Ribble Valley small schools are under threat

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PROPOSALS to change the way small schools are funded could put some of the Ribble Valley’s rural schools under threat, a national teaching union has warned.

Primary schools with 100 pupils or fewer – of which there are 10 in the Ribble Valley – could be affected by Government proposals to simplify funding arrangements for schools.

Lancashire County Council is currently in consultation with the Government and is working with local headteachers to develop solutions to continue to support the community’s smaller schools.

“Throughout Lancashire, there are about 100 primary schools with fewer than 100 pupils on their roll, mostly based in small rural communities,” explained Lancashire County Councillor Susie Charles, the Cabinet Member for Children and Schools.

“The county council’s funding arrangements for schools include a number of elements that reflect the needs of the pupils in small schools, as well as the costs of providing education in these specific settings.

“The Government is currently consulting on proposals that would simplify the funding arrangements for schools. These proposals would remove the council’s ability to use a number of factors to determine the level of funding, including those that specifically relate to the needs of small schools.

“The county council is still evaluating the potential impact of the proposals. We are working with headteachers from small schools to make appropriate representations to Government and to develop solutions that will continue to support viable and vibrant provision in rural communities.

“The county council recognises the valuable contribution schools in rural areas make to their communities and we will do everything we can to help them to continue.”

The proposals have prompted warnings from Ken Cridland, secretary of Lancashire National Union of Teachers, NUT, that small schools, such as those in the Ribble Valley, will not manage on the new funding arrangement.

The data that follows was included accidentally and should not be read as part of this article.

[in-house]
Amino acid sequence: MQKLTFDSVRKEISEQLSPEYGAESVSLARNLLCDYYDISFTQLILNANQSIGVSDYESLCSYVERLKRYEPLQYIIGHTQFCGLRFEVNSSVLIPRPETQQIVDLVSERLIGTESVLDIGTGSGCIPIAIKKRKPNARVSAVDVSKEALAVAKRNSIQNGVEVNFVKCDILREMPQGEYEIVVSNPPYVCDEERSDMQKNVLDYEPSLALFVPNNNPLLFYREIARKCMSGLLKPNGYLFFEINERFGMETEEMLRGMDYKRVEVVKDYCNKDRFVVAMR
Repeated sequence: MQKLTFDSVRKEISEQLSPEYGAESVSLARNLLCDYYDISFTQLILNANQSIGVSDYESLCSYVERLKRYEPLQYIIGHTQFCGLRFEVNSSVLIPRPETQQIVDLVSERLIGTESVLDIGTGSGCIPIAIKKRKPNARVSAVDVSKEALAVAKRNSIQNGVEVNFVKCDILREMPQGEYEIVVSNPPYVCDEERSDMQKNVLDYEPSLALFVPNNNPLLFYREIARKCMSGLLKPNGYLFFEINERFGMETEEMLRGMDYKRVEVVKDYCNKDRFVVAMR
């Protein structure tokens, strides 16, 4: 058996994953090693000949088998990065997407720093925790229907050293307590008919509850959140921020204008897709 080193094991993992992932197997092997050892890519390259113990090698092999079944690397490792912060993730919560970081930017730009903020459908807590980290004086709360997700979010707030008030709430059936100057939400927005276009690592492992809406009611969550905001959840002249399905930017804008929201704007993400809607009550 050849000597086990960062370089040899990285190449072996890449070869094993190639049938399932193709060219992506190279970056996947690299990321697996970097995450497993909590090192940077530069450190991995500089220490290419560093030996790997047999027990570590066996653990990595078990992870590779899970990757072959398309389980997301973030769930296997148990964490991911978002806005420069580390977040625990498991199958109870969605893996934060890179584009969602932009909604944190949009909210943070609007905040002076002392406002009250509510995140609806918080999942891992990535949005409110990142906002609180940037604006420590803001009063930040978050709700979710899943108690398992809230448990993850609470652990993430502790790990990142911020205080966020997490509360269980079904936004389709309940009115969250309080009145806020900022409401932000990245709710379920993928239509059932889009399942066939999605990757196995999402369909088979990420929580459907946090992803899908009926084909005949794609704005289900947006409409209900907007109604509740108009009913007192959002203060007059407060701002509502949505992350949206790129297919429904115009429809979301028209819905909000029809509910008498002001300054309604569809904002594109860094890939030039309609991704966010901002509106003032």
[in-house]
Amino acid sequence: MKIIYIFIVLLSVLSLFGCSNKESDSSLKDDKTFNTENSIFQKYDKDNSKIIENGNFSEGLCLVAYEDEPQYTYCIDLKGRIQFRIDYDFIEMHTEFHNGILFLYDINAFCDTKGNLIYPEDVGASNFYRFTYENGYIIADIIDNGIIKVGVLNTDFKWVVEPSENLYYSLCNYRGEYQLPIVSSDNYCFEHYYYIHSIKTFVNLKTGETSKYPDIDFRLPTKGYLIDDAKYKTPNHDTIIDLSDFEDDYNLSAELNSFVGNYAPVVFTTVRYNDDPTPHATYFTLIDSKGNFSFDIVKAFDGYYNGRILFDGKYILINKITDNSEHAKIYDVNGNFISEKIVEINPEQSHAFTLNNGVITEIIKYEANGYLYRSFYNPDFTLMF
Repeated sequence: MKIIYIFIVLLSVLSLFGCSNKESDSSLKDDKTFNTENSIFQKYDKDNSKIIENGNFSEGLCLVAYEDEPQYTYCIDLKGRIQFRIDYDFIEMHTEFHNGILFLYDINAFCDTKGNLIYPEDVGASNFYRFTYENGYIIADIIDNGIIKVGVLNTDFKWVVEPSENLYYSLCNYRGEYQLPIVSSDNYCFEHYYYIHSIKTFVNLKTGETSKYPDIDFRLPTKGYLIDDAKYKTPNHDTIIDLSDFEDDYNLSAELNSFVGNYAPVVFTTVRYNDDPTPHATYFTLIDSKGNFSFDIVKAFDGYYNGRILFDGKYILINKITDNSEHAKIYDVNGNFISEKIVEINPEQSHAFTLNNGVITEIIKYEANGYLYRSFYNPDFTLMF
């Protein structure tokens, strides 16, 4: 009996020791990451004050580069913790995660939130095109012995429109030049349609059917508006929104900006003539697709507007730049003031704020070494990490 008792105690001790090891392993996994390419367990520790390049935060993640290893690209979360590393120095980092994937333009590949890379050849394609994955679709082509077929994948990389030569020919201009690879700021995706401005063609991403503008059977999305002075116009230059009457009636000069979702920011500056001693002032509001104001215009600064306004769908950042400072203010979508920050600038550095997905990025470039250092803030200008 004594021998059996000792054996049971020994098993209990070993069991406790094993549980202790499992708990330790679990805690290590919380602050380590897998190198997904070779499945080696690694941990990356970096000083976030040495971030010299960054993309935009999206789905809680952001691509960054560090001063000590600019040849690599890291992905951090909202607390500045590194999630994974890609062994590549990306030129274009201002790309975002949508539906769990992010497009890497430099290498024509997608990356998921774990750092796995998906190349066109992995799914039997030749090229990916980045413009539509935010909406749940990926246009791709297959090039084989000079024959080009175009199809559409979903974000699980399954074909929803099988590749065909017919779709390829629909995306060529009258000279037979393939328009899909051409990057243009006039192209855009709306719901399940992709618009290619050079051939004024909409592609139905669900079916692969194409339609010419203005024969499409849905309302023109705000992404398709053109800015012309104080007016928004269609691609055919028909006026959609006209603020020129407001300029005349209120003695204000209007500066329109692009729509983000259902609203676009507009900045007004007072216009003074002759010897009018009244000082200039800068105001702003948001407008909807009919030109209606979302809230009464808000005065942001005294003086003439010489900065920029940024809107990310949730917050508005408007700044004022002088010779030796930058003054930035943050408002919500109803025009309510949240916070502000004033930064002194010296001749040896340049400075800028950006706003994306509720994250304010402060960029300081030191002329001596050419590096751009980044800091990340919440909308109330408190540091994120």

“All schools have fixed costs whether they are big or small. Bringing in this financial obligation will mean small schools won’t be able to survive and yet the Government is telling parents that they are in favour of them.

“If they are in favour of small schools they are making it very difficult by introducing this.”

Headteachers at the Ribble Valley schools that could see their finances affected by the proposals are currently in consultation with Lancashire County Council.

Mrs Maureen Stansfield, headteacher at Bolton-by-Bowland CE Primary School, said: “Bolton-by-Bowland and Grindleton primary schools are proud to be part of the local community and we will continue to work with the local authority to provide the best education for our children in our small local schools.”

Mrs Lisa Titchiner, headteacher at Sabden Primary School, said: “We are used to managing a small budget by being creative and resourceful. We still do have places available in most years and welcome families who recognise the advantage of a smaller school.”

Elizabeth Stevens, headteacher at St Joseph’s RC Primary School, Hurst Green, said: “As well as being a Catholic school, we are very much a village school at the heart of this rural community.

“Around half of our staff are employed from the village and as well as a school, we also offer a thriving pre-school.

“Our exceptionally high academic standards and our outstanding Ofsted grading are testament to the value of our small school.”

Primary schools in the Ribble Valley with fewer than 100 pupils include:

Bolton-by-Bowland CE Voluntary Aided Primary School.

Brabin’s Endowed School, Chipping.

Brennand’s Endowed Primary School, Slaidburn.

Grindleton CE Voluntary Aided Primary School.

Sabden Primary School.

St Joseph’s RC Primary School, Hurst Green.

St Mary’s RC Primary School, Chipping.

St Mary’s RC Primary School, Sabden.

St Wilfrid’s CE Voluntary Aided Primary School, Ribchester.

Thorneyholme RC Primary School, Dunsop Bridge.